The Chinese write in characters, each represents a word, and the commencement is made from the top of the right-hand side. The columns are read downwards, but when the characters are in a line they are read from right to left. The marks may be in the seal characters, in plain characters as employed in books, or in grass-text as used for rapid writing ; but all are read in the same way, though the last are very difficult to read. As there are many variations in English handwriting, so the Chinese characters will be found to vary, yet the word would be the same. It is in the forgeries that we noted the most slavish attention to accuracy and the most infinite pains taken to reproduce the old marks given in the books. The marks themselves are either painted on the bases, usually in blue, though on some late pieces it is found in red, or they may be engraved or embossed. The Chinese have no centuries for measuring time, they use instead a cycle of sixty years, and the precise date as indicated by the cycle is so seldom used on porcelain that it may be disregarded, as only four or five examples of the cyclical dates have ever been found. The marks on porcelain indicate only the reign of the emperor, who when he comes to the throne adopts two words as his title or Nien-hao. Before the coming of the Ming dynasty, in 1368, these titles were changed in order to commemorate any striking event, but since then only one Emperor, who lost his throne in 1450 and regained it after seven years, has changed his Nien-hao, and only one Emperor, Kang-he, reigned a whole sixty years, and a cyclical date may have been used when the thirty-eighth year of the sixty-eighth cycle recurred. See Mark 1 in date marks. The Nienhao was the honorific designation of the Emperor ; Taou-kwang (1821–1851) was "reason's lustre," and Kwang-hsiu (1875) means "inherited lustre." Following the seal marks, which are read in the same way, note that the list gives a number of marks having six characters. Reading these it will be noted that the one in the top right hand and the next one below it, marked (I) and (2), are always the same for the same dynasty—" Ta Ming " or " Ta Tsing" show the " great Ming " or " great Tsing " dynasty. The bottom sign of the first column (3) and the top sign of the second column (4) give the Emperor's title or Nien-hao, whilst the two remaining signify in descending order "year" or "period" (5), " made" (6). In six-mark characters, arranged in two lines, the reading is similar, as marked by the figures (1), (2), &c. In four-mark character the signs for the dynasty that is, " Ta Ming " or " Ta Tsing " are left out, and the first two marks show the period. As before remarked, the forgeries and imitations have been so numerous that the date marks cannot be accepted as proof of age. The old blue porcelain—Nankin ware so called—was marked with six characters until 1677, as mentioned elsewhere. After that we have the double circle in blue, either empty or having a symbol in the middle.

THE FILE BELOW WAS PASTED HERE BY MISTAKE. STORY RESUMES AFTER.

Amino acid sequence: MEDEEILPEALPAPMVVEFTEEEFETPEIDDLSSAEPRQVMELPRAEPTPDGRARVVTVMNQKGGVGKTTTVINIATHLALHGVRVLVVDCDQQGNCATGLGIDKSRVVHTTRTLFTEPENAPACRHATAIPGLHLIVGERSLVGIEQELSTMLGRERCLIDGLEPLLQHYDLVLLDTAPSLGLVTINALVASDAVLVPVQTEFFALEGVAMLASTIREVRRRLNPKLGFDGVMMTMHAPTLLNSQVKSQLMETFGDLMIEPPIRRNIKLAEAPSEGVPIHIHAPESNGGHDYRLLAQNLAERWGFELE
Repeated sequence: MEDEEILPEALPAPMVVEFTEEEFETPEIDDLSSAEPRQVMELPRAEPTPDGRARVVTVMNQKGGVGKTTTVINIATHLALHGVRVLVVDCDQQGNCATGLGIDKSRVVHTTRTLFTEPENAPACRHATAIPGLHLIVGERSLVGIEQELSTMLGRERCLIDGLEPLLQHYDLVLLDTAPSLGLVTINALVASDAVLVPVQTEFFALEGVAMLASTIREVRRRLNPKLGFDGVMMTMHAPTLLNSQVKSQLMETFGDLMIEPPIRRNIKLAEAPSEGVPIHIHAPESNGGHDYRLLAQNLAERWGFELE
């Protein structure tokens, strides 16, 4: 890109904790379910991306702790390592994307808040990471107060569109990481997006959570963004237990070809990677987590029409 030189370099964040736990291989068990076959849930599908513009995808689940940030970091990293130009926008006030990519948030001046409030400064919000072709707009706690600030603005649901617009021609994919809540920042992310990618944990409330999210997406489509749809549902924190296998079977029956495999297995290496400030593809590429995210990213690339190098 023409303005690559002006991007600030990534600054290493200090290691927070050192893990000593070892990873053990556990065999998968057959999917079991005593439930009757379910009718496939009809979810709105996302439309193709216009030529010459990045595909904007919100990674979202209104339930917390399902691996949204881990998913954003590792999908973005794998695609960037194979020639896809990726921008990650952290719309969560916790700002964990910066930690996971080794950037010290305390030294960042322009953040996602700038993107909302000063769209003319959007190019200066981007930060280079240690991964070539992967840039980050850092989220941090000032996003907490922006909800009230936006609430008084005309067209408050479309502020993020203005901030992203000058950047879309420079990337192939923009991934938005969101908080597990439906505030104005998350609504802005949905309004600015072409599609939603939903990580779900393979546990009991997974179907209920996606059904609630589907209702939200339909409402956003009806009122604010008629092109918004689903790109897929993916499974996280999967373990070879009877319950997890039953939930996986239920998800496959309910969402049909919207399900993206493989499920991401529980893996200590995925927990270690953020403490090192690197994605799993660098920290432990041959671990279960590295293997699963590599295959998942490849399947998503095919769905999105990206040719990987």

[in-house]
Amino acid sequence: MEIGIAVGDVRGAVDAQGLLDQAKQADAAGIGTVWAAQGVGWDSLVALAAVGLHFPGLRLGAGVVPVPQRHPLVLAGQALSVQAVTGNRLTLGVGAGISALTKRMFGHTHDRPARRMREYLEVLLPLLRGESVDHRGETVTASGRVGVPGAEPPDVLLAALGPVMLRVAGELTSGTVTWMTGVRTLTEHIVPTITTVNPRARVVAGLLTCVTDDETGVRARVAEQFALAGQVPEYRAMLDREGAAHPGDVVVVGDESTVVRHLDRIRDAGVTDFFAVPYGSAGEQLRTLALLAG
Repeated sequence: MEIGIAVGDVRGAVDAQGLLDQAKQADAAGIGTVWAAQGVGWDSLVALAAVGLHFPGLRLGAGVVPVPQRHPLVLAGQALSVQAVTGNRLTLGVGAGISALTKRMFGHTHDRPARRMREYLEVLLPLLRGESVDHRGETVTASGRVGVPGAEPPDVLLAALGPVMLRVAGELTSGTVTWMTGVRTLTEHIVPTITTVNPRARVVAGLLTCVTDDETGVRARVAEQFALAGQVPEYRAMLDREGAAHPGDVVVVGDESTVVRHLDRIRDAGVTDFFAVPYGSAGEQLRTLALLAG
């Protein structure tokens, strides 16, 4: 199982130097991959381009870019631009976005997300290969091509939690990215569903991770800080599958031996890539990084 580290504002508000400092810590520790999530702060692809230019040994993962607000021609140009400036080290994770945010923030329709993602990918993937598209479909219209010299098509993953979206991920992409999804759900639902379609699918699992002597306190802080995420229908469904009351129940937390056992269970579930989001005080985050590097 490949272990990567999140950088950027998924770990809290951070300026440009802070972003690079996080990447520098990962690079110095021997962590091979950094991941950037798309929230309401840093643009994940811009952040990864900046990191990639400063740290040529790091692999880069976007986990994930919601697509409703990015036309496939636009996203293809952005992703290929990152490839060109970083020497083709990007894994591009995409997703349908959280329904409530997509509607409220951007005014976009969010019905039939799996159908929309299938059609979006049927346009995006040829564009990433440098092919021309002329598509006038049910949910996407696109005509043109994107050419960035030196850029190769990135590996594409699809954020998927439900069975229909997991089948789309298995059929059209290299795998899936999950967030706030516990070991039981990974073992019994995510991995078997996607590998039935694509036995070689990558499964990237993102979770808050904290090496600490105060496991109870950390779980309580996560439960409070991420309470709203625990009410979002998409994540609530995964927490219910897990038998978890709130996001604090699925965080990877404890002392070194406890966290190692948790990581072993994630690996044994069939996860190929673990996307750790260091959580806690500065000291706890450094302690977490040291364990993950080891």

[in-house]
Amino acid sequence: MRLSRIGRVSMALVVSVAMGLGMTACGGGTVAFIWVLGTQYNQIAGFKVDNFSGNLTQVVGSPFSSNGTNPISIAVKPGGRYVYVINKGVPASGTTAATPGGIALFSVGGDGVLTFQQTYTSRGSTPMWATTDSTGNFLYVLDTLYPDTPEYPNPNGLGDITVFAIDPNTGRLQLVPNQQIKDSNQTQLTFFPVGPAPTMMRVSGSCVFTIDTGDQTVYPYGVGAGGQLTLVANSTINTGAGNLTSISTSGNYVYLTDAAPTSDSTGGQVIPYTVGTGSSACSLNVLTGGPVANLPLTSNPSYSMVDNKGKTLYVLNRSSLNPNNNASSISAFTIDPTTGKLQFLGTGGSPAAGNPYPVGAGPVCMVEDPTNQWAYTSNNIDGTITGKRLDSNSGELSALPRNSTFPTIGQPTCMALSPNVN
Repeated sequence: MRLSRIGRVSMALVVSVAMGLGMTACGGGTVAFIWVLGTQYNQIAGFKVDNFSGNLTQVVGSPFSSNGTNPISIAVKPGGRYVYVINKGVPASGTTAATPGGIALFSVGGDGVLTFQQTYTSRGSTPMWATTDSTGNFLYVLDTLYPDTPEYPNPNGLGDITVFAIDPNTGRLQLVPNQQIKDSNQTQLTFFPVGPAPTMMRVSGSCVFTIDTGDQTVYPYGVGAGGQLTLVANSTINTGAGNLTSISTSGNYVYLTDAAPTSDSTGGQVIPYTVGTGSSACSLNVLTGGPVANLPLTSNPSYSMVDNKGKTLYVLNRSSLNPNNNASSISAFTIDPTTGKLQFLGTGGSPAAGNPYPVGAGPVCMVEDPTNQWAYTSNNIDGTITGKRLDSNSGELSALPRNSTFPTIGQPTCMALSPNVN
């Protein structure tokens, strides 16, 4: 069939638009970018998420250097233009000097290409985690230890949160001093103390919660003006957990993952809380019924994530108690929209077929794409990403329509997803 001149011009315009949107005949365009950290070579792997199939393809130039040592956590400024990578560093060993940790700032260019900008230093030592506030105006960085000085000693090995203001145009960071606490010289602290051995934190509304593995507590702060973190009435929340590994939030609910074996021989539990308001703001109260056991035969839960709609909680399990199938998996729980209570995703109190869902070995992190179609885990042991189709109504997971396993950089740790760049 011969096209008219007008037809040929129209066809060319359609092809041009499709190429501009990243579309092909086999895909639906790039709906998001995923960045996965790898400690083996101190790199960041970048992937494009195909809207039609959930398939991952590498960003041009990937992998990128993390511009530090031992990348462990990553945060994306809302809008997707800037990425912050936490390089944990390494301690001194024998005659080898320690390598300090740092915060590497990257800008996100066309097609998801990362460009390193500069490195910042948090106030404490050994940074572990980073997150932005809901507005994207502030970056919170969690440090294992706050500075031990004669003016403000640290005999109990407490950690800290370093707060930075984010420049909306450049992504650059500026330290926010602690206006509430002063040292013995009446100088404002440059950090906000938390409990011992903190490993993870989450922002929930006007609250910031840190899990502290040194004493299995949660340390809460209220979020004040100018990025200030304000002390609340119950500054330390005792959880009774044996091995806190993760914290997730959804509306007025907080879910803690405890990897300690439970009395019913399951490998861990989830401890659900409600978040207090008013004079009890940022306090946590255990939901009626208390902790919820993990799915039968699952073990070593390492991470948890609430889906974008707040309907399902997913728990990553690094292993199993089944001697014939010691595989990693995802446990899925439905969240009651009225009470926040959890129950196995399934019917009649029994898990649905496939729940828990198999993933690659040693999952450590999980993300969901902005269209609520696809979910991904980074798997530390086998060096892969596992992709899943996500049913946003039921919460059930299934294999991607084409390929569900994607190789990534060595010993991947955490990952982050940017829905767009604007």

The Ming productions have not yet received due recognition with regard to their beauty of shape and decoration, but the two periods which are most represented by the marks are Seuen-Tih (1426–1436) and Ching-hwa (1465-1488). In the British Museum are two Celadon bowls with the Seuen-tih mark, with deep mouldings; to these is affixed on the label "probably Kang-he." Then, again, immense quantities of china appear to have been brought to Europe during the seventeenth and eighteenth centuries, much of which was marked " Ching-hwa." Whether during the eighteenth century such porcelain could be collected in China for cargo purposes is a matter of doubt. If not, this is an illustration of the fact that from an early period the Chinese copied old forms, decoration, and marks.
The word tang often occurs in inscribed marks, which seem to indicate a place of origin. In the list given it is marked Tang or Hall Marks. These marks are found on pieces differing considerably in character, age, and quality. The general opinion is that the Hall named is the title of the residence of the Tao-tai, or superintendent of the porcelain works belonging to the Emperor. Other inscribed marks simply set out praises of the porcelain itself, stating that it is " a gem among precious vessels of rare jade," " a gem rare as jade," " an elegant rarity," " fine vase for the rich and honourable," and so on. Some pieces are found with a seal character embodying a wish, as " happiness," " prosperity," " longevity," and "harmonious prosperity."